Threat Post

The First Stop For Security News
  1. The malware is back after three years, looking to cash in on interest in government relief efforts around coronavirus.
  2. The vulnerability can be exploited to reveal limited traffic data including a device’s IP address.
  3. CVE-2020-10245, a heap-based buffer overflow that rates 10 out of 10 in severity, exists in the CODESYS web server and takes little skill to exploit.
  4. The food container company's main website had a card skimmer that scooped up online customers' payment card data.
  5. The malware, the work of a new APT called TwoSail Junk, allows deep surveillance and total control over iOS devices.
  6. Numerous instances of online conferences being disrupted by pornographic images, hate speech or even threats can be mitigated using some platform tools.
  7. The router DNS hijacking attacks have targeted more than a thousand victims with the Oski info-stealing malware.
  8. Threatpost Senior Editor Tara Seals is joined by Russ Mohr, engineer and Apple evangelist at MobileIron along with Jerry Ray, COO at SecureAge, for a discussion about the now postponed Tokyo Games and its use of 5G and the myriad of security concerns Japan is preparing for.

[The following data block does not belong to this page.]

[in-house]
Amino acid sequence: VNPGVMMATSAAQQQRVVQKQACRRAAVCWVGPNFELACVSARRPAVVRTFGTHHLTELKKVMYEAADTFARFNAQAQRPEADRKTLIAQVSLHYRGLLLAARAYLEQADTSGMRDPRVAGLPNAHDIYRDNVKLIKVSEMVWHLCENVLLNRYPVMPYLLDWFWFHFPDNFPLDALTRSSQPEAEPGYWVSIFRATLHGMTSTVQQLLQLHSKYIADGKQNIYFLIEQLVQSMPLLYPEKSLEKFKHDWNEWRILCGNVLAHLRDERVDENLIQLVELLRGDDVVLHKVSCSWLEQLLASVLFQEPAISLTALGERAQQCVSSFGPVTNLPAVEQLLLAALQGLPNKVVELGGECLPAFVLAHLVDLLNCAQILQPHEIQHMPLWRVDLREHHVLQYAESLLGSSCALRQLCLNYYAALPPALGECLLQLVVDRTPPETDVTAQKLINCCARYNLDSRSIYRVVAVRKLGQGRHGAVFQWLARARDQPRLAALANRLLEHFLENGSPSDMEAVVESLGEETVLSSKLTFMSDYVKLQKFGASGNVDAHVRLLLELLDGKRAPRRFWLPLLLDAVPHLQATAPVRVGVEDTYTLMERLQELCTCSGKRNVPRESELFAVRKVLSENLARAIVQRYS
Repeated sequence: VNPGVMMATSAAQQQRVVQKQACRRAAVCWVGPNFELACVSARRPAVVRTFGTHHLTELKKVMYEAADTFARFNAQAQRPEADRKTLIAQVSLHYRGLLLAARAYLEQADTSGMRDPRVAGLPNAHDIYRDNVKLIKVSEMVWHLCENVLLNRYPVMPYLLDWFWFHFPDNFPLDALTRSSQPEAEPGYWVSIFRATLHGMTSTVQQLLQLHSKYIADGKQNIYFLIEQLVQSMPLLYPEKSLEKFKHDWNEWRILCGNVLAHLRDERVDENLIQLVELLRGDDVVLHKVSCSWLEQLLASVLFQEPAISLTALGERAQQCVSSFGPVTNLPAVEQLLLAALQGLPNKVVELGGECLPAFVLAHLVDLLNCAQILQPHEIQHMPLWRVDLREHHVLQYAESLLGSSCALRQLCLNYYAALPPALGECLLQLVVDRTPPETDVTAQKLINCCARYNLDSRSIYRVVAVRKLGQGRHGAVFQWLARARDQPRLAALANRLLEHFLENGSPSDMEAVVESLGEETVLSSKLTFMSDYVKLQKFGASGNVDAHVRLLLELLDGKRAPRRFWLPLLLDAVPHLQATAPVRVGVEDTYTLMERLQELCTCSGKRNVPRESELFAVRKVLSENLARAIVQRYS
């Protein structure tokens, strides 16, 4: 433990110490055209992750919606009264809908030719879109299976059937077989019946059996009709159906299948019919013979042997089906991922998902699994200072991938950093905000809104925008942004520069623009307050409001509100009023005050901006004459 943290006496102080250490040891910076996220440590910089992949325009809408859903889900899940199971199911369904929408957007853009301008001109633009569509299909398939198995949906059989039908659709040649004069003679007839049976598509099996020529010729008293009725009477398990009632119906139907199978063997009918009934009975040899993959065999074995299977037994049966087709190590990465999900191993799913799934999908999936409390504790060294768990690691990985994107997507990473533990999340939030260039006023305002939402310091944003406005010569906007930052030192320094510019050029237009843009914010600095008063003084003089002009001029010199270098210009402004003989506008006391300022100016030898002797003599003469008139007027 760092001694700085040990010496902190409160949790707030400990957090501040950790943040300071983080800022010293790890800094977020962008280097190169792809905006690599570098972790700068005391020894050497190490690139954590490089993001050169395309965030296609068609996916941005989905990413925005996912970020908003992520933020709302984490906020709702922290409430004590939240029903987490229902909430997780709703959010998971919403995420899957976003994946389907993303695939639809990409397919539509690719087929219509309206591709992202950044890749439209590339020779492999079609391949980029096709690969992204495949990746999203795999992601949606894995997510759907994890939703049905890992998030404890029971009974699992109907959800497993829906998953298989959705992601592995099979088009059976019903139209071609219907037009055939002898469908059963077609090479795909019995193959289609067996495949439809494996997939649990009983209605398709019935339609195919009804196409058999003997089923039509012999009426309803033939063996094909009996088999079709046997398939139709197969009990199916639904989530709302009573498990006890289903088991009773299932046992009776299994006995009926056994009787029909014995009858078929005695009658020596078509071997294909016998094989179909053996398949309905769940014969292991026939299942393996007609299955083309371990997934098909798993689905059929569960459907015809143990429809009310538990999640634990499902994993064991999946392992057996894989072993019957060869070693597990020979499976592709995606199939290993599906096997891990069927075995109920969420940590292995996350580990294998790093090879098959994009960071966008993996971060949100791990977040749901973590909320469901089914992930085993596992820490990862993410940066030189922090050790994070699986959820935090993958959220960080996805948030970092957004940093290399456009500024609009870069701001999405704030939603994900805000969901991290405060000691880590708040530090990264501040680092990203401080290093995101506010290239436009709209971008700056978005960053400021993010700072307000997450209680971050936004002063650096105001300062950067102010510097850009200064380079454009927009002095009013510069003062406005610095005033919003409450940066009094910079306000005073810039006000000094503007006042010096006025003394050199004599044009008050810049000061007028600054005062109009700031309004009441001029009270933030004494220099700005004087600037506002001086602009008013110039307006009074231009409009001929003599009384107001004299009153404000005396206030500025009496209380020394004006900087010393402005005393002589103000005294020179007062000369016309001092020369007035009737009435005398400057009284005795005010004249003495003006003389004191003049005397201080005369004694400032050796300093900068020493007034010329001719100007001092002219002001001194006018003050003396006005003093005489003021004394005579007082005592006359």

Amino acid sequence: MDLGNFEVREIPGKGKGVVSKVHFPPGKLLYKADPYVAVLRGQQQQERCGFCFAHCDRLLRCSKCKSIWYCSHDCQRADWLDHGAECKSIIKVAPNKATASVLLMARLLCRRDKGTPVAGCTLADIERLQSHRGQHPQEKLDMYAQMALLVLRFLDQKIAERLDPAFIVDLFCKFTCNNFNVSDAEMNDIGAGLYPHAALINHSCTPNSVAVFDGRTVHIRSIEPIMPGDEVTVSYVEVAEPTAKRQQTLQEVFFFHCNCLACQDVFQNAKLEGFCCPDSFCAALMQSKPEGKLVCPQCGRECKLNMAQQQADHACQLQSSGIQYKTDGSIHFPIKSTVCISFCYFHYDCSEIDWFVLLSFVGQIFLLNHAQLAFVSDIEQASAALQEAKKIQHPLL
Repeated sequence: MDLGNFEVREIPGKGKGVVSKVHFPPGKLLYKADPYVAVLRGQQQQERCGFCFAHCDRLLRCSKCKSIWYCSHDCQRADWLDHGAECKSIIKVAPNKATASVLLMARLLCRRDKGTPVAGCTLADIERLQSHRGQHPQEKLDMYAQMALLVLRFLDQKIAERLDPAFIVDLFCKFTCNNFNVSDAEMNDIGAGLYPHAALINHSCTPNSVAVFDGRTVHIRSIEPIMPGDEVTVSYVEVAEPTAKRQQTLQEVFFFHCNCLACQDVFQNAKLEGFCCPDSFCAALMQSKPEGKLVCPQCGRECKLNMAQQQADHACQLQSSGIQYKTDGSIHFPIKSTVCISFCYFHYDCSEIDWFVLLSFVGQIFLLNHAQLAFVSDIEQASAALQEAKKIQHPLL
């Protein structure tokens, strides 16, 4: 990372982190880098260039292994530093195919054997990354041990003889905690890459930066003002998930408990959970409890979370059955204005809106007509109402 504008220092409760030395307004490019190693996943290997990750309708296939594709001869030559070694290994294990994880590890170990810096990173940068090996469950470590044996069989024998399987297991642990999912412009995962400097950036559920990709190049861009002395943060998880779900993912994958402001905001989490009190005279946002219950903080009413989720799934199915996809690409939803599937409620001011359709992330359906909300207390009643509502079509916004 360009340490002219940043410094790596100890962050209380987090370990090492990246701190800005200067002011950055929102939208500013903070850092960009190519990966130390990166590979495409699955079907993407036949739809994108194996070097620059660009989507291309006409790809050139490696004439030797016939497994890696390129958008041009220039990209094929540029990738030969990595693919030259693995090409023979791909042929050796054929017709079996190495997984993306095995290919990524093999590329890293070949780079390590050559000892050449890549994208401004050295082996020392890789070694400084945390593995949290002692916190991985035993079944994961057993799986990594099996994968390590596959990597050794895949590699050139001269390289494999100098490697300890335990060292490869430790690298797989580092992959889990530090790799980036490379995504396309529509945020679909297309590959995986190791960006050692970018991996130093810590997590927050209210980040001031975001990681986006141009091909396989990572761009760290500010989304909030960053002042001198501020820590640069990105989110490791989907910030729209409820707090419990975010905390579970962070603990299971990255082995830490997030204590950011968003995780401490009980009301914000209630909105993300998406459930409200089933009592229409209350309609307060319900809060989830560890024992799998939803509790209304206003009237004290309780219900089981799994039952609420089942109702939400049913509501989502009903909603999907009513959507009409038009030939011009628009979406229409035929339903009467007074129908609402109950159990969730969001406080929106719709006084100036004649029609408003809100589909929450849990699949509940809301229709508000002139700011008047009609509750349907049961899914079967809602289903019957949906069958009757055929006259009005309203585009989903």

9. Apple's security update included a slew of vulnerabilities in various components of iOS, macOS and Safari - the most severe of which could enable remote code execution.
  10. Researchers say that APT41's exploits are part of one of the broadest espionage campaigns they've seen from a Chinese-linked actor "in recent years."

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